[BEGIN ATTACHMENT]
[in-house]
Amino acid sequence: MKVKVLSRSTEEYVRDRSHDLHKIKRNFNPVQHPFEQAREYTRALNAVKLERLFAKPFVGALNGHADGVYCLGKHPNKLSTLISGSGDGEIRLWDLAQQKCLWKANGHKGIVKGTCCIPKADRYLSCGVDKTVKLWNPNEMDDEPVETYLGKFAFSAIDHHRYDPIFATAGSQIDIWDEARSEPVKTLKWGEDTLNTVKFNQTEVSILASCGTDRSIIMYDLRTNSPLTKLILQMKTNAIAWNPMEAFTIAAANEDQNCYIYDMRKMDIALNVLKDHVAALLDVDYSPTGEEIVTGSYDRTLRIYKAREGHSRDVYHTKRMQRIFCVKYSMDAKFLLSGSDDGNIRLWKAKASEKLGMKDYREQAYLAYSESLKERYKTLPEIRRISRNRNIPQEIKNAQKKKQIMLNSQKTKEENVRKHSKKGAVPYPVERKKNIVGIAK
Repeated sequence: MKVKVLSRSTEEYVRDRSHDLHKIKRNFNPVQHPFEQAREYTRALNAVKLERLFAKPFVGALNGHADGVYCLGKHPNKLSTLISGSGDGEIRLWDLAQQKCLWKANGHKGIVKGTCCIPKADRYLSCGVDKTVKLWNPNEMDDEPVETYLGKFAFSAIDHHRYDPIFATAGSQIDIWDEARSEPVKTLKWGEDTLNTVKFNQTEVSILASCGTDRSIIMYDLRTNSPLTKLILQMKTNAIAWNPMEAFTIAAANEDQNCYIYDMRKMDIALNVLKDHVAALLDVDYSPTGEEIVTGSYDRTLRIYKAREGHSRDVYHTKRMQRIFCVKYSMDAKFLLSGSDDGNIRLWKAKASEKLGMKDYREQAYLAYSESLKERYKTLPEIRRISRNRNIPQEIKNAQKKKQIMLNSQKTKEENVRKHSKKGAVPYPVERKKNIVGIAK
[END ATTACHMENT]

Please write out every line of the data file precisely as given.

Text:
[in-house]
Amino acid sequence: MKVKVLSRSTEEYVRDRSHDLHKIKRNFNPVQHPFEQAREYTRALNAVKLERLFAKPFVGALNGHADGVYCLGKHPNKLSTLISGSGDGEIRLWDLAQQKCLWKANGHKGIVKGTCCIPKADRYLSCGVDKTVKLWNPNEMDDEPVETYLGKFAFSAIDHHRYDPIFATAGSQIDIWDEARSEPVKTLKWGEDTLNTVKFNQTEVSILASCGTDRSIIMYDLRTNSPLTKLILQMKTNAIAWNPMEAFTIAAANEDQNCYIYDMRKMDIALNVLKDHVAALLDVDYSPTGEEIVTGSYDRTLRIYKAREGHSRDVYHTKRMQRIFCVKYSMDAKFLLSGSDDGNIRLWKAKASEKLGMKDYREQAYLAYSESLKERYKTLPEIRRISRNRNIPQEIKNAQKKKQIMLNSQKTKEENVRKHSKKGAVPYPVERKKNIVGIAK
Repeated sequence: MKVKVLSRSTEEYVRDRSHDLHKIKRNFNPVQHPFEQAREYTRALNAVKLERLFAKPFVGALNGHADGVYCLGKHPNKLSTLISGSGDGEIRLWDLAQQKCLWKANGHKGIVKGTCCIPKADRYLSCGVDKTVKLWNPNEMDDEPVETYLGKFAFSAIDHHRYDPIFATAGSQIDIWDEARSEPVKTLKWGEDTLNTVKFNQTEVSILASCGTDRSIIMYDLRTNSPLTKLILQMKTNAIAWNPMEAFTIAAANEDQNCYIYDMRKMDIALNVLKDHVAALLDVDYSPTGEEIVTGSYDRTLRIYKAREGHSRDVYHTKRMQRIFCVKYSMDAKFLLSGSDDGNIRLWKAKASEKLGMKDYREQAYLAYSESLKERYKTLPEIRRISRNRNIPQEIKNAQKKKQIMLNSQKTKEENVRKHSKKGAVPYPVERKKNIVGIAK